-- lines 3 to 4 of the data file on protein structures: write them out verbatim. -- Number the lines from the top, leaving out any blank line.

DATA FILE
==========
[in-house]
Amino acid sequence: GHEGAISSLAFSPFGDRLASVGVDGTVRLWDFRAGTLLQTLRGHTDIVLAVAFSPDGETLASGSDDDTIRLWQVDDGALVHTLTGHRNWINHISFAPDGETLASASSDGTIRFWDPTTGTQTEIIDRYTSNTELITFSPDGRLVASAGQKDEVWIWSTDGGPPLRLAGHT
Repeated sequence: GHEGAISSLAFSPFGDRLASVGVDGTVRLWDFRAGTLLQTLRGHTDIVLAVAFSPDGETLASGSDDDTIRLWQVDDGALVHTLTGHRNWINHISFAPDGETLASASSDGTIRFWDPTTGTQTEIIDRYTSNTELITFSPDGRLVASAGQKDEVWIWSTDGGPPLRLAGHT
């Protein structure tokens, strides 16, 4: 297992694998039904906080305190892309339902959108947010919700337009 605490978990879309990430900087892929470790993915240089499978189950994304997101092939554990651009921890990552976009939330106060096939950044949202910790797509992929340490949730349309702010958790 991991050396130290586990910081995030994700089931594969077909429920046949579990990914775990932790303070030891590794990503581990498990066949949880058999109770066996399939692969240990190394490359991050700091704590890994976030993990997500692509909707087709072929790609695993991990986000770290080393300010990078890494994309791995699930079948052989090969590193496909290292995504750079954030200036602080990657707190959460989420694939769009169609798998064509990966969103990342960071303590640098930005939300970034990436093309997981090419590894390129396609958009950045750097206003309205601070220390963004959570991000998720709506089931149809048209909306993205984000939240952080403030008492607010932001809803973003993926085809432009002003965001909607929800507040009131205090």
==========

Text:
Repeated sequence: GHEGAISSLAFSPFGDRLASVGVDGTVRLWDFRAGTLLQTLRGHTDIVLAVAFSPDGETLASGSDDDTIRLWQVDDGALVHTLTGHRNWINHISFAPDGETLASASSDGTIRFWDPTTGTQTEIIDRYTSNTELITFSPDGRLVASAGQKDEVWIWSTDGGPPLRLAGHT
């Protein structure tokens, strides 16, 4: 297992694998039904906080305190892309339902959108947010919700337009 605490978990879309990430900087892929470790993915240089499978189950994304997101092939554990651009921890990552976009939330106060096939950044949202910790797509992929340490949730349309702010958790 991991050396130290586990910081995030994700089931594969077909429920046949579990990914775990932790303070030891590794990503581990498990066949949880058999109770066996399939692969240990190394490359991050700091704590890994976030993990997500692509909707087709072929790609695993991990986000770290080393300010990078890494994309791995699930079948052989090969590193496909290292995504750079954030200036602080990657707190959460989420694939769009169609798998064509990966969103990342960071303590640098930005939300970034990436093309997981090419590894390129396609958009950045750097206003309205601070220390963004959570991000998720709506089931149809048209909306993205984000939240952080403030008492607010932001809803973003993926085809432009002003965001909607929800507040009131205090």